Cathy Sue Cutler is a visionary scientist and leader in her field, who has developed and produced lifesaving radiopharmaceuticals. She has shown outstanding versatility and achievement throughout her career, working on projects that require knowledge in her areas of expertise as well as neighboring disciplines.

Cutler’s work has been internationally recognized for high-quality science and creativity. Cutler has developed analytical chemistry techniques to isolate, purify, and characterize radioisotopes and pharmaceuticals. She has authored and coauthored more than 100 peer-reviewed publications, covering radionuclide production, separation, and application. She pioneered and promoted the therapeutic uses of lanthanide radioisotopes.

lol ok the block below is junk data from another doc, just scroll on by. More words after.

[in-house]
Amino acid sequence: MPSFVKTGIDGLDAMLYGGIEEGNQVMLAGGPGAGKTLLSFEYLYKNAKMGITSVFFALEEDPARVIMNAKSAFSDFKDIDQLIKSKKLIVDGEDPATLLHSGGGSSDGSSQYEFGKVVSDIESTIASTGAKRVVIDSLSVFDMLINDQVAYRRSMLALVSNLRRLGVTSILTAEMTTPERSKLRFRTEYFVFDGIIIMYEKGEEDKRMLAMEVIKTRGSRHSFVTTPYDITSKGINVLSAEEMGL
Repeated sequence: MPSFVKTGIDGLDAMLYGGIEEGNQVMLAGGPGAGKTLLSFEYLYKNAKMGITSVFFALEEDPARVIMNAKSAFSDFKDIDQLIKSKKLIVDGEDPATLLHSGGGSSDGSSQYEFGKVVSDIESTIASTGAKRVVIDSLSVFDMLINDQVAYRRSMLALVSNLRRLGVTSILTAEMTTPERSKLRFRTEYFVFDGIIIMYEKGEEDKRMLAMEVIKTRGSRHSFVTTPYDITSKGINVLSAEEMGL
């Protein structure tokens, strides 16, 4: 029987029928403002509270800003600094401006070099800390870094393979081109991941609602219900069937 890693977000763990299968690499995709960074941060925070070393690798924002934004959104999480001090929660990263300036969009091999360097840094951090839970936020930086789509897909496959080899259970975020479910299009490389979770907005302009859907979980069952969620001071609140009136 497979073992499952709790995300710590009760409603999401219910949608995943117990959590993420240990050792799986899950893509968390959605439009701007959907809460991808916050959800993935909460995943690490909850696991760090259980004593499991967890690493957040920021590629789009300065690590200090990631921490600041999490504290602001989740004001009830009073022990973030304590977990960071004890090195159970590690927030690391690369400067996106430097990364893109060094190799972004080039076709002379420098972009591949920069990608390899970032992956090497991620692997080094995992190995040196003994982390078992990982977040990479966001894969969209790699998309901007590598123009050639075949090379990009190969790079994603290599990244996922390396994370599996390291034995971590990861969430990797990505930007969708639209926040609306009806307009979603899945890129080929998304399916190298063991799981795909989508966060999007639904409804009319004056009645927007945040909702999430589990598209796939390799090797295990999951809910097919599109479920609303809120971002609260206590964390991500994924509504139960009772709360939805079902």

Cutler is a leader in developing theranostics—the use of different isotopes of the same element for diagnostic imaging and therapy—and was elected president of the Society of Nuclear Medicine and Molecular Imaging.

Thanks in large part to Cutler's work, Brookhaven National Laboratory continues its role as a premier U.S. Department of Energy lab for accelerator-based isotope production.

Swagato Mukherjee, Physics Department

Swagato Mukherjee is a high caliber physicist and gifted leader, whose achievements are important to physics research at the Relativistic Heavy Ion Collider at Brookhaven National Laboratory.

Mukherjee contributed studies of the properties of quantum chromodynamics (QCD) matter at non-zero baryon density. This resulted in several high impact publications, which have over 300 citations each.

Mukherjee showed strong leadership in the Beam Energy Scan Theory (BEST) topical collaboration in nuclear theory, which was well recognized by the U.S. Department of Energy (DOE).